CE mark for Vercise Gevia deep brain stimulation system


CE mark has been granted for the Vercise Gevia deep brain stimulation (DBS) system (Boston Scientific), a rechargeable, magnetic resonance (MR) conditional device indicated for the treatment of movement disorder symptoms in patients with Parkinson’s disease, dystonia and essential tremor.

The system features the Vercise Neural Navigator 2 with STIMVIEW Technology, programming software which, for the first time, allows clinicians to visualise the stimulation field while configuring DBS stimulation programs for patients.

According to Boston Scientific, DBS therapy involves the placement of a device that stimulates specific areas in the brain using electrical signals. The Vercise Gevia System is a next generation rechargeable platform with an unparalleled 25-year battery life.

The approval expands the Vercise Directional portfolio which is composed of the Vercise Primary Cell (PC) and Vercise Gevia platforms with Vercise Cartesia Directional Lead. The Vercise Directional offerings are the only DBS solutions that finely control the size, shape and direction of stimulation with multiple independent current control technology (MICC). This level of precision in delivering accurate stimulation therapy to the neural target is critical for avoiding unwanted side effects and obtaining optimal DBS outcomes.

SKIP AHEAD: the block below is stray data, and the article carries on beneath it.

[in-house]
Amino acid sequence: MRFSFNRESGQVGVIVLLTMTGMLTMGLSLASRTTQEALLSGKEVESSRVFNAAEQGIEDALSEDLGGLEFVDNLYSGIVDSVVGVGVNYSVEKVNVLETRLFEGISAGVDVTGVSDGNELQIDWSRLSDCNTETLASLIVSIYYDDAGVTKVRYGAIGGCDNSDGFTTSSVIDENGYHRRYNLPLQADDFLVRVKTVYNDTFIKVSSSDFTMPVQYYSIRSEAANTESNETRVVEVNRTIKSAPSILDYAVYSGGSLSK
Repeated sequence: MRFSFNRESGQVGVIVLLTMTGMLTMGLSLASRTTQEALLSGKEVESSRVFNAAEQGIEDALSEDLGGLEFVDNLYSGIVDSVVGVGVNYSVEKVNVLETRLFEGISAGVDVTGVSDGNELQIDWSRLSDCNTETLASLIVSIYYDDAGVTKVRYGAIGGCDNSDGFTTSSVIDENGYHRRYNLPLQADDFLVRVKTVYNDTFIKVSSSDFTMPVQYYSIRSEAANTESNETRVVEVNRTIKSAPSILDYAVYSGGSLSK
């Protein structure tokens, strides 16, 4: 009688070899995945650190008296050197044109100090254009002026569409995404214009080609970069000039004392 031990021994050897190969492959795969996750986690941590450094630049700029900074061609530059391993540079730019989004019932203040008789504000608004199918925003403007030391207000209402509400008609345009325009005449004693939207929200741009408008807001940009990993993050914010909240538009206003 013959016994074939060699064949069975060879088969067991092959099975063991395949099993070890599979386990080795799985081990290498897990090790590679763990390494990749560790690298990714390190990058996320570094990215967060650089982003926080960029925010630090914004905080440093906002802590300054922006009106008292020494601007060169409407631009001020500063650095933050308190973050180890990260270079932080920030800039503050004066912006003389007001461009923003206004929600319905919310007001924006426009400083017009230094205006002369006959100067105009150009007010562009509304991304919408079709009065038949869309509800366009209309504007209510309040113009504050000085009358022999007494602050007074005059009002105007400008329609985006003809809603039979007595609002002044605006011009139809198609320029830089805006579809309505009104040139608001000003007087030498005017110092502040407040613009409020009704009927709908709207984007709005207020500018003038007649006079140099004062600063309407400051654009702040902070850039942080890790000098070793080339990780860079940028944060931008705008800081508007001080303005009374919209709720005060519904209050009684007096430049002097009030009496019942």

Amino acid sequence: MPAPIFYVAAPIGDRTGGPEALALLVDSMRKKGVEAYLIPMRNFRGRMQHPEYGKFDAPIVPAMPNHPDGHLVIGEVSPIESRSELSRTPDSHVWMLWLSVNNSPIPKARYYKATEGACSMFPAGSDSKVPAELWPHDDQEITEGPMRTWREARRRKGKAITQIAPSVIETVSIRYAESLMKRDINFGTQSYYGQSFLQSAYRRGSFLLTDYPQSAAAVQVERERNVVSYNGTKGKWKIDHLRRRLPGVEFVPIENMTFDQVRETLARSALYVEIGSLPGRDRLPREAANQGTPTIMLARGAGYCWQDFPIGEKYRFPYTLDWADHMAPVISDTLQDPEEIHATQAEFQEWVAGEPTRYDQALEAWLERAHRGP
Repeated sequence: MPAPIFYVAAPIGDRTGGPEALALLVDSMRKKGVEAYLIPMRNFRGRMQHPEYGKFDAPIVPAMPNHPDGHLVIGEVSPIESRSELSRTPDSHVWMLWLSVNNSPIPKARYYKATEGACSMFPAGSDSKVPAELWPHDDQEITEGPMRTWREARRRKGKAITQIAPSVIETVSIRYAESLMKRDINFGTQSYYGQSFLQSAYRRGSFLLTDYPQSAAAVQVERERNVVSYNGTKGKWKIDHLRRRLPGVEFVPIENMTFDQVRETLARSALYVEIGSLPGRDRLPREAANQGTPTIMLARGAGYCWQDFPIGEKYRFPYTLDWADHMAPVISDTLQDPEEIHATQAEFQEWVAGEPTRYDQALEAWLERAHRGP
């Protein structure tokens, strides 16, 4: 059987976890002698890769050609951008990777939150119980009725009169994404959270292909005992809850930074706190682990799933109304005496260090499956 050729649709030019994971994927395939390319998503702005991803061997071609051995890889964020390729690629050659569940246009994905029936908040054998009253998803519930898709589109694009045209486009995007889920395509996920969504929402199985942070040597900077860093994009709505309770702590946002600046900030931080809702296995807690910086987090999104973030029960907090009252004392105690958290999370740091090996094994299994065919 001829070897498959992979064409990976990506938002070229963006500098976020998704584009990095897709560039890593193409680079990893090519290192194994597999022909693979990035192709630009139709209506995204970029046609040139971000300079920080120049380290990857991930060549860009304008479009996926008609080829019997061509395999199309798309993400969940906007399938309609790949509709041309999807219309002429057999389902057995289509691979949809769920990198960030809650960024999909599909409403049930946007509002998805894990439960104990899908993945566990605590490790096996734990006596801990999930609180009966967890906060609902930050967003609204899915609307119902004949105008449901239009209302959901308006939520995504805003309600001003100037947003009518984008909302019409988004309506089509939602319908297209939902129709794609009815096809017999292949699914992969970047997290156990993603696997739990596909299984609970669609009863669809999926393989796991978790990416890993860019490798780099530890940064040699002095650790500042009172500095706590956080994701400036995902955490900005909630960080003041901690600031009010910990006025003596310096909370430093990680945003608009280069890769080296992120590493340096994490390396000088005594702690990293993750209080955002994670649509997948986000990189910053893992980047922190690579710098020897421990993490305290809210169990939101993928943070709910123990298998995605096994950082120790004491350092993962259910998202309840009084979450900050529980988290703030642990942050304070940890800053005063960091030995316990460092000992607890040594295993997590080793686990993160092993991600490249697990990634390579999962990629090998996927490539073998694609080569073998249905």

“The Gevia System addresses the needs of both patients and physicians with the latest advances in DBS therapy,” says Ludvic Zrinzo, consultant neurosurgeon, National Hospital for Neurology and Neurosurgery, Queen Square, London, UK. “With the Gevia System, patients benefit from directional stimulation within a rechargeable system while maintaining the ability to have an MRI. This flexibility in DBS therapy is a clear step forward for patients.”

The Neural Navigator 2 software enables a physician to visualise how stimulation will be distributed in the brain while programming therapy for a patient. Typically, physicians rely primarily on patient feedback to complete programming. This software provides an additional source of information which is designed to provide optimal therapeutic results.

“I now have the potential to better define the settings that can help patients because I have the ability to visualize their stimulation field while I am programming,” says Patricia Limousin, neurologist, National Hospital for Neurology and Neurosurgery, Queens Square, London, UK. “The Neural Navigator software brings together some of the most critical information I need to customise therapy for patients.”



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